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Buildings as Active Components for Grid Stability


Medium: journal article
Language(s): English
Published in: Journal of Green Building, , n. 4, v. 12
Page(s): 21-34
DOI: 10.3992/1943-4618.12.4.21

A successful energy transition depends on storage options in order to ensure power supply stability under a fluctuating generation of a growing share of renewable energies (RE). Battery storage is expensive and raw material intensive and therefore not suitable as a sole solution. Surplus electricity may easily be converted to heat, which can be stored inexpensively for a short term. With such simple Power-to-Heat or P2H solutions, lack of electric power cannot be offset by conventional heat storage. However, if a building or an urban quarter is heated by means of cogeneration, so-called Combined Heat and Power (CHP), or heat pumps (HP), the operation can be adjusted in such a way, that the building itself, i.e. its massive structure, serves as heat storage. Electricity generation and consumption is adjusted to the requirements of the grid (reactive power control). For the supply of a Berlin quarter, built in the 1950s and equipped with a district heating network and a CHP plant, the feasibility of the concept could be proved using dynamic building simulation as the analysis tool. Sixteen percent of the total heating consumption may useably be stored and extracted from the building structure. In absolute numbers: 73 MWh/a heat can be buffered corresponding to 34 MWh/a balancing electricity. For each square meter of living area, 3.7 kWh electrical balancing energy can be buffered in the building's thermal storage capacity. Nothing else is required than a re-programming of heating and possibly cooling controls. No capital investment is needed. Well insulated and more massive structures could show a proportion of 27% of such shifted heat.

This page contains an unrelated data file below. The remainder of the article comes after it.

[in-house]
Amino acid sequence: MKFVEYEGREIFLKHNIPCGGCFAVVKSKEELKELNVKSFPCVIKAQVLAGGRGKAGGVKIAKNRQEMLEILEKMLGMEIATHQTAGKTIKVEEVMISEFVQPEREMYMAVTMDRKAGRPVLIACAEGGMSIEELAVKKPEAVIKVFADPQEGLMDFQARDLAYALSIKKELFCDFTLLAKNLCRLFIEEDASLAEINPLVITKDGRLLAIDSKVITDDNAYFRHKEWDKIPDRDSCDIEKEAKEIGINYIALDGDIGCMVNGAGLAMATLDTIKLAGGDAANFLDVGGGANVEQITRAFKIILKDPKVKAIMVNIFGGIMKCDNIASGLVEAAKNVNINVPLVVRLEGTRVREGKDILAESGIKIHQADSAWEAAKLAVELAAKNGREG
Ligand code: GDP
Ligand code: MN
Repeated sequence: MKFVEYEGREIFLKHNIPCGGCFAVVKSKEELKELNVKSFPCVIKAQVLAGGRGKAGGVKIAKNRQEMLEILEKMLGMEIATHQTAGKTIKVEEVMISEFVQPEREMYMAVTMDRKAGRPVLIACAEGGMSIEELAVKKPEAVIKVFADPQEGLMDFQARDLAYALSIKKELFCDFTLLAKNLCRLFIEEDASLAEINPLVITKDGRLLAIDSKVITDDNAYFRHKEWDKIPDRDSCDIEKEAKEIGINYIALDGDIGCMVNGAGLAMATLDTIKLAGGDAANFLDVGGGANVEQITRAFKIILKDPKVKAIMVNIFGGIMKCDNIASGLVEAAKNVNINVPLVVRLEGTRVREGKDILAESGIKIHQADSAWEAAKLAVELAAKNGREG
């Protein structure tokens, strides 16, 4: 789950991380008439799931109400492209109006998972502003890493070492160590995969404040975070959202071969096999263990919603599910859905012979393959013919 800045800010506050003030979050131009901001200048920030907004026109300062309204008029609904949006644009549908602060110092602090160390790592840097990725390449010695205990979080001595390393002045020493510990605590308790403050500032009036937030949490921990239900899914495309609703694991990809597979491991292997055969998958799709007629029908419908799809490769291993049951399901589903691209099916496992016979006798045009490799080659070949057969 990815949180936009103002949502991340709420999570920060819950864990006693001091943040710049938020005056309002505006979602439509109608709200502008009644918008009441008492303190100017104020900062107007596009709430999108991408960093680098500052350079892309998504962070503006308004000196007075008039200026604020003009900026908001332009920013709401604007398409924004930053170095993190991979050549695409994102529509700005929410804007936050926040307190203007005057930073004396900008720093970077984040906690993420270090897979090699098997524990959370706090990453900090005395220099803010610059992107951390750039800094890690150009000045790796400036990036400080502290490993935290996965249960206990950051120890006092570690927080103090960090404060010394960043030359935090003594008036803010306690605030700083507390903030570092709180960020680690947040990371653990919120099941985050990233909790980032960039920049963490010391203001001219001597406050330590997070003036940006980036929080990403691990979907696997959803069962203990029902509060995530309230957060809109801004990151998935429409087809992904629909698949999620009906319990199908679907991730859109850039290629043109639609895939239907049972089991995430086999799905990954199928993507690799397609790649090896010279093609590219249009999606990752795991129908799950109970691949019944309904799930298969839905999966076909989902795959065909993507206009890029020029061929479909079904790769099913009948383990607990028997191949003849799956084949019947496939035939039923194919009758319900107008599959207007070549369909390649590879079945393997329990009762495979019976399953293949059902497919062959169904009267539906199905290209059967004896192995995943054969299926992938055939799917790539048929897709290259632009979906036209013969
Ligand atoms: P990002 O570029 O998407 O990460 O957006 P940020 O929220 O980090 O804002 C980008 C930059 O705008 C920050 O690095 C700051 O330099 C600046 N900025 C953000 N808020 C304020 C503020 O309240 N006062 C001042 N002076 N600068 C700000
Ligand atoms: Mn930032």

Structurae cannot make the full text of this publication available at this time. The full text can be accessed through the publisher via the DOI: 10.3992/1943-4618.12.4.21.
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